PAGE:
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Marijuana Legalization Advocates Sue Over Blue Book Changes

Campaign to Regulate Marijuana Like Alcohol

The campaign to legalize marijuana is suing to prevent the state from printing the blue book as it’s currently written. The blue book is written as an impartial guide for voters, but last week lawmakers stripped some of the key arguments in favor of legalizing marijuana.

A bipartisan committee of lawmakers voted unanimously to remove several sentences in the first argument in support of legalizing small amounts of marijuana for people over the age of 21. Brian Vicente, the co-director of the Campaign to Regulate Marijuana Like Alcohol, says the process was unfair because several lawmakers weren’t clear on the actual vote.

“This is really a new low to deny voters information from both sides,” says Vicente. “With that vote they removed key arguments. In fact, at the end of day the arguments against amendment 64 have 75% of the words. It’s fundamentally unfair.”

The blue book is designed to give voters unbiased arguments for and against each ballot initiative and is written by a non-partisan legislative staff. However, a committee of lawmakers gives the final approval. It takes a super majority vote to make changes, so usually lawmakers only tweak minor things, but not with the marijuana initiative. Republican senator Mark Scheffel of Park was the one who proposed changing some of the wording and eliminating several sentences during a hearing last week.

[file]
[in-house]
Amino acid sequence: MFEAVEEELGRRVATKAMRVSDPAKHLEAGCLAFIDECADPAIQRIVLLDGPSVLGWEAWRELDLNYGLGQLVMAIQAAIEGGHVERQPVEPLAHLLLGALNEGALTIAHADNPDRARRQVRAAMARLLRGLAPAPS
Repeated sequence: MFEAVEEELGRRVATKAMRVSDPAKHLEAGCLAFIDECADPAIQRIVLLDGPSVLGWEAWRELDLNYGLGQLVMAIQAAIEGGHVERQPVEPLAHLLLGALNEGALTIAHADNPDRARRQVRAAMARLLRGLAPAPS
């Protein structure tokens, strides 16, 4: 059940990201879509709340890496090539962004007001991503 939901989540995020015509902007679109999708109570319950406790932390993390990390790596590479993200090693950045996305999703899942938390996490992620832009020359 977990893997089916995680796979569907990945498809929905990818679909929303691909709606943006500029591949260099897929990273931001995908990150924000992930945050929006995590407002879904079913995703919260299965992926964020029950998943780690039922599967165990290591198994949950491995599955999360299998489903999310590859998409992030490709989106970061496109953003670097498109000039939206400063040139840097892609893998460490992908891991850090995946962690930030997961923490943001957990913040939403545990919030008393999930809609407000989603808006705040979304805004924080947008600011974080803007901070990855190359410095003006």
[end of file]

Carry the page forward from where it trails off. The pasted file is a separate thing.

Scheffel says he wasn’t trying to confuse his fellow lawmakers - but several Democratic lawmakers say they didn’t know they were voting to eliminate main parts of the argument for the measure. Language that said marijuana may benefit people with debilitating conditions, that it may be less harmful than tobacco and alcohol and uses state resources prosecuting a low level crime.

“A lot of people didn’t hear him do that, or for some reason it got confusing because it wasn’t what he was talking about before. So a lot of us voted for the motion but if it was clear what the motion was I think it wouldn’t have passed,” said House minority leader Mark Ferrandino of Denver.

Even though Ferrandino was prepared to keep those arguments intact he says that doesn’t mean he supports marijuana legalization. He says he’s still undecided. Many lawmakers in both parties are cool to the idea of legalization, worrying that it’ll lead to more addiction problems and use among young people.

Bente Birkeland has been reporting on state legislative issues for KUNC and Rocky Mountain Community Radio since 2006. Originally, from Minnesota, Bente likes to hike and ski in her spare time. She keeps track of state politics throughout the year but is especially busy during the annual legislative session from January through early May.
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